2. I’ve seen a few stories floating around in the last day or so, repeating an obvious talking point probably sent from a fax machine at Tesla, arguing that Toyota “pretends” hybrids are a better solution than electric cars while really knowing the truth.

  3. You might be happy to know that John Deere (and others) won’t be able to prosecute anyone for hacking their systems to fix them anymore. They don’t have to give you any information, but they also no longer have legal grounds to prevent you from reverse engineering their systems in order to fix them. These changes come from a very recent DMCA review by the US copyright office.

  4. John Deere


    If people buy them without due diligence, too bad. While it is the work of scum, the companies do not force anyone to buy their product. Those who do buy should know what they are signing up for. Whinging after the fact is just an admission that they were too stupid to bother doing the required research before making a purchase.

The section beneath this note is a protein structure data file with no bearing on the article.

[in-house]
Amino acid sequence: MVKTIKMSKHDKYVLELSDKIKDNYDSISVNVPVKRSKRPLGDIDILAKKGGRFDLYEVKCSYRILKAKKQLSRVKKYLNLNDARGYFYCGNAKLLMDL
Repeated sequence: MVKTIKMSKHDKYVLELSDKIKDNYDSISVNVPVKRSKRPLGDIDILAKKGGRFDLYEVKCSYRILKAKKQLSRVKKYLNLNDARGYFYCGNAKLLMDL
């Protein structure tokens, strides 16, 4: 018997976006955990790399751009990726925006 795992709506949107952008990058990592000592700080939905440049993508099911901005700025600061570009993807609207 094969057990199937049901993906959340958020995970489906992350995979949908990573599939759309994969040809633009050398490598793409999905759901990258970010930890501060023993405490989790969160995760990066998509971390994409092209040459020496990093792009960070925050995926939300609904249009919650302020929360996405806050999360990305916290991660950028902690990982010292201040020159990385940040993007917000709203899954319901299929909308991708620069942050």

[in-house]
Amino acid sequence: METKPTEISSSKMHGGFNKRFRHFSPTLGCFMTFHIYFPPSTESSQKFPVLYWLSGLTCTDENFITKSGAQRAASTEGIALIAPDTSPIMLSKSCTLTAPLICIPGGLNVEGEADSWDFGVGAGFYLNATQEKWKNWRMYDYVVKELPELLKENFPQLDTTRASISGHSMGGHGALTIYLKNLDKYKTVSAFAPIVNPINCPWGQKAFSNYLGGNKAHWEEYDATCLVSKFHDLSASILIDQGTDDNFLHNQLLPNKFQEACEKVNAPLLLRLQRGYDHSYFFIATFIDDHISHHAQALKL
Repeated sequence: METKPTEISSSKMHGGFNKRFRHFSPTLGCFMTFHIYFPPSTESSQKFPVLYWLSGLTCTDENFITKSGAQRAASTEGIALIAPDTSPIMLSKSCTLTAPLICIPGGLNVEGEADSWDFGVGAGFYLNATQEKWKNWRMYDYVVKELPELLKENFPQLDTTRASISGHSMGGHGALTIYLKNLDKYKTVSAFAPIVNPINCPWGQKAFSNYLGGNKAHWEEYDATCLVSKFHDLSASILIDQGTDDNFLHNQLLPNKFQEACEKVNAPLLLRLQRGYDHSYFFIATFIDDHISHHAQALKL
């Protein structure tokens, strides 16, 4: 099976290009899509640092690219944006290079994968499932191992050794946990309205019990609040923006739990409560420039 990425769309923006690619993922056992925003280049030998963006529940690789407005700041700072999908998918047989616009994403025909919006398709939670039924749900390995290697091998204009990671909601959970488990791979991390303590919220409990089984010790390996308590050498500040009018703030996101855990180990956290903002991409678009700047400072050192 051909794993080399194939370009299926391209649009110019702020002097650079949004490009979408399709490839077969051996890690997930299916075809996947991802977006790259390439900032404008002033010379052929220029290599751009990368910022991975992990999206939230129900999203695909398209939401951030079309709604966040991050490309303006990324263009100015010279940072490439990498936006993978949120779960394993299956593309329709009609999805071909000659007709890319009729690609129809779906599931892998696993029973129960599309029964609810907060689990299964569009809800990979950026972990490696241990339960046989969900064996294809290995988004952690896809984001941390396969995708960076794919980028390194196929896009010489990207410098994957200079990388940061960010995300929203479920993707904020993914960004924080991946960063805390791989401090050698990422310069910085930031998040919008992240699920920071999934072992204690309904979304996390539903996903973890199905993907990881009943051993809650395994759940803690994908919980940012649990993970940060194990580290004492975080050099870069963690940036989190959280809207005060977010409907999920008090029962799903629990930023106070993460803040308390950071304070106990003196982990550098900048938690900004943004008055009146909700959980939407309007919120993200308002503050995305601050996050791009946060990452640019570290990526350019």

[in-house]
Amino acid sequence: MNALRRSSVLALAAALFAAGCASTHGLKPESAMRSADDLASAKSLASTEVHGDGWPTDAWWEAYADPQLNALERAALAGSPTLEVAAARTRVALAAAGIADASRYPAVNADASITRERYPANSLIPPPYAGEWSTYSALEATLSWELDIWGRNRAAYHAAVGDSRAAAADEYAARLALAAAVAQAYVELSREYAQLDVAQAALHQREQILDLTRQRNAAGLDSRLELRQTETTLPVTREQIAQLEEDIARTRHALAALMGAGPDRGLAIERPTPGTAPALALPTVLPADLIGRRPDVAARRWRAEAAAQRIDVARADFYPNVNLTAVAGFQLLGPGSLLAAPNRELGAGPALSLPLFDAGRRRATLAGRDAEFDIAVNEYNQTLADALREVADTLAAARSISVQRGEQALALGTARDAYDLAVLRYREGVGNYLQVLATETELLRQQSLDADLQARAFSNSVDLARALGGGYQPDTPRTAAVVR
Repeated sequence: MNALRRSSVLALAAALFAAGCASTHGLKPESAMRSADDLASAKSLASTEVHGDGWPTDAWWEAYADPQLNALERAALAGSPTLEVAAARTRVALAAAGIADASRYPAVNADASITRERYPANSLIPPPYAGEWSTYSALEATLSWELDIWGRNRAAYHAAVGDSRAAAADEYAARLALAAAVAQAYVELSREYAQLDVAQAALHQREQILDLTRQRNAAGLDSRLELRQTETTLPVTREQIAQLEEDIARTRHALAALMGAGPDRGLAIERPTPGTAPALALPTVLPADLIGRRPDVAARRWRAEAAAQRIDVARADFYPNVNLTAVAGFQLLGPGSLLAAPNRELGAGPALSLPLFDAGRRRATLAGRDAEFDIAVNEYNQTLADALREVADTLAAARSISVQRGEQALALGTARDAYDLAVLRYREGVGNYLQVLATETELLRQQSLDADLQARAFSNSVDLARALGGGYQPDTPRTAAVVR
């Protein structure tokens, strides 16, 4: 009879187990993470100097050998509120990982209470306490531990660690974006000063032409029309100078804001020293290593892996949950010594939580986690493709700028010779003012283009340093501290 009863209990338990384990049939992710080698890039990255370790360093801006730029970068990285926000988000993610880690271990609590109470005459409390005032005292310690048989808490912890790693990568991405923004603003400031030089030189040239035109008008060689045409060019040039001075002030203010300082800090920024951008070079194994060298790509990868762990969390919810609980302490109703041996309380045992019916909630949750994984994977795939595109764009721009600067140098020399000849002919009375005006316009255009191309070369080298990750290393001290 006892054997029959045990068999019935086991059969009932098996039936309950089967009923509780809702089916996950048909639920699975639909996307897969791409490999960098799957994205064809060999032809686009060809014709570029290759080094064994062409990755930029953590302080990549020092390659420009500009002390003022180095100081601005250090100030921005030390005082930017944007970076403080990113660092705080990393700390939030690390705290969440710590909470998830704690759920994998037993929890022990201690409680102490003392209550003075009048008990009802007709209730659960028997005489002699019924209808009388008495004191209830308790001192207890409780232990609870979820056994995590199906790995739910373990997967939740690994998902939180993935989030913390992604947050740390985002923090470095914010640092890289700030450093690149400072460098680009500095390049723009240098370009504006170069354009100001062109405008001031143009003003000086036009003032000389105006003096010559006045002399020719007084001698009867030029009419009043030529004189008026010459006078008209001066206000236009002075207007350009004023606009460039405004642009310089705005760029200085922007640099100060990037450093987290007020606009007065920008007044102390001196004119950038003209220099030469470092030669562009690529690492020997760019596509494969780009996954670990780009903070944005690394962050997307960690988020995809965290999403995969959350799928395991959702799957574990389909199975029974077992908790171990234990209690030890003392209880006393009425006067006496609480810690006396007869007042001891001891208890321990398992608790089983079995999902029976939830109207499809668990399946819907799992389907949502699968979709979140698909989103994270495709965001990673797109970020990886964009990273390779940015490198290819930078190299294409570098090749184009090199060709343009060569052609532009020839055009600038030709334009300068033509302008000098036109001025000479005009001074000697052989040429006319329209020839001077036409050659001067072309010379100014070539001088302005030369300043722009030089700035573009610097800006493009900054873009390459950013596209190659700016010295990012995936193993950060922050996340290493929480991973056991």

In fact, these know nothings are a huge part of the problem. If the stupid did not buy stupidly, the manufacturers would have to change or die.

    • We may not have to buy, but we nonetheless have to pay. As long as Musk and Gov are in cahoots with their hands in our pockets and gun at our heads the market is necessarily mute on the subject of the cars worth. Natural market forces cannot work in a controlled & forced market.

  5. Reason # 11,462 not to buy a new car as the trend to install proprietary software that prevents you from fixing it yourself takes hold among OEM’s.